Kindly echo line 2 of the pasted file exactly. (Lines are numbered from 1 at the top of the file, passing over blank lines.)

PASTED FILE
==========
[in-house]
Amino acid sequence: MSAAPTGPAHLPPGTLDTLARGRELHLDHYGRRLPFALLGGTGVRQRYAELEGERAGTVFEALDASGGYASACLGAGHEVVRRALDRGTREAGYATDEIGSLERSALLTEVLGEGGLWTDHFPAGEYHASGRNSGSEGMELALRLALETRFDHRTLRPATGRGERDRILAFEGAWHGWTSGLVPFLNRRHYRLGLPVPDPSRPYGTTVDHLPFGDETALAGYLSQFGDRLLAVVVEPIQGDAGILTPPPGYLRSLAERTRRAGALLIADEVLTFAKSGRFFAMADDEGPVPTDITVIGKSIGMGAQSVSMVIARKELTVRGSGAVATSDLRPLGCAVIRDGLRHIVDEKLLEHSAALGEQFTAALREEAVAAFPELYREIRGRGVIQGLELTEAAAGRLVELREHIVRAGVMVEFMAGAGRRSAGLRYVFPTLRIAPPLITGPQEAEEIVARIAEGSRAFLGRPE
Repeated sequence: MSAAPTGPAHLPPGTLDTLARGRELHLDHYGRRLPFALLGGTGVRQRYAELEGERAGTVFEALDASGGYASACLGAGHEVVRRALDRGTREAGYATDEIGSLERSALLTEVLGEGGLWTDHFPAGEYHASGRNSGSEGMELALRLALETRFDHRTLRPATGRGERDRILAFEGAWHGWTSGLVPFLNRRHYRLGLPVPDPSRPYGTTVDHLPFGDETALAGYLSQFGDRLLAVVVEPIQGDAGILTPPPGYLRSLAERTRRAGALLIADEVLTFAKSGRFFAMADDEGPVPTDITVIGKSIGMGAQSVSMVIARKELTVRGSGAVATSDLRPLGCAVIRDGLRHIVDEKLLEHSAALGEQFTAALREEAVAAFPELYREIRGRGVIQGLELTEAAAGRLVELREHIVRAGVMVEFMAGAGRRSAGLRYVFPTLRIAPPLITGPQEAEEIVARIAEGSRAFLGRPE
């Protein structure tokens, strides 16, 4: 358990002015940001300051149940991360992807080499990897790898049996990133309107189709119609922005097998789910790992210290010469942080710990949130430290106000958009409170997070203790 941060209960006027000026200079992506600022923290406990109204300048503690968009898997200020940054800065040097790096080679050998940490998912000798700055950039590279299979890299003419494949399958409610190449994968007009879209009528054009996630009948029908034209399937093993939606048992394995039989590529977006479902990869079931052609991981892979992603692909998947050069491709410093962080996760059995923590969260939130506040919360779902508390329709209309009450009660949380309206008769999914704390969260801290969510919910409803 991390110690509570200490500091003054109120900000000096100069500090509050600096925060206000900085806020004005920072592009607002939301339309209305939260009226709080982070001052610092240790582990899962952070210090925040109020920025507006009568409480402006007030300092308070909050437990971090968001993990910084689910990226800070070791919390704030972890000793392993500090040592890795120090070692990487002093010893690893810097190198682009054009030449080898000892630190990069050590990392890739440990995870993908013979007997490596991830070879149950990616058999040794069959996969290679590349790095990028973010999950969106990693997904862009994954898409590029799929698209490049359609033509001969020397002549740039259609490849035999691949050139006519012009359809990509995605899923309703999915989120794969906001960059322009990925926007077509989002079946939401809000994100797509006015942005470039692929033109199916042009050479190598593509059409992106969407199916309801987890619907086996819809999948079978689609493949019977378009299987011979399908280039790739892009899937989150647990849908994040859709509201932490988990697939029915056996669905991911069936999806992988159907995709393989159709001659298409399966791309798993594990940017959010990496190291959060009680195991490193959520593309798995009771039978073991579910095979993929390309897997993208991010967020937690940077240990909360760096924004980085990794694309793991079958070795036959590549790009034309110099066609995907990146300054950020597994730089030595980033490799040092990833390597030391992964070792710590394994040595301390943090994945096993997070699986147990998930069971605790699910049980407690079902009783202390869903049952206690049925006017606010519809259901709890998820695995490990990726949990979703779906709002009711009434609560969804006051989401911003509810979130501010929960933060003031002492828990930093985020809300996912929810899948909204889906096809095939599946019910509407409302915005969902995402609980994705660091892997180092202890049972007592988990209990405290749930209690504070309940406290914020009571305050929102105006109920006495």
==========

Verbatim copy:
Amino acid sequence: MSAAPTGPAHLPPGTLDTLARGRELHLDHYGRRLPFALLGGTGVRQRYAELEGERAGTVFEALDASGGYASACLGAGHEVVRRALDRGTREAGYATDEIGSLERSALLTEVLGEGGLWTDHFPAGEYHASGRNSGSEGMELALRLALETRFDHRTLRPATGRGERDRILAFEGAWHGWTSGLVPFLNRRHYRLGLPVPDPSRPYGTTVDHLPFGDETALAGYLSQFGDRLLAVVVEPIQGDAGILTPPPGYLRSLAERTRRAGALLIADEVLTFAKSGRFFAMADDEGPVPTDITVIGKSIGMGAQSVSMVIARKELTVRGSGAVATSDLRPLGCAVIRDGLRHIVDEKLLEHSAALGEQFTAALREEAVAAFPELYREIRGRGVIQGLELTEAAAGRLVELREHIVRAGVMVEFMAGAGRRSAGLRYVFPTLRIAPPLITGPQEAEEIVARIAEGSRAFLGRPE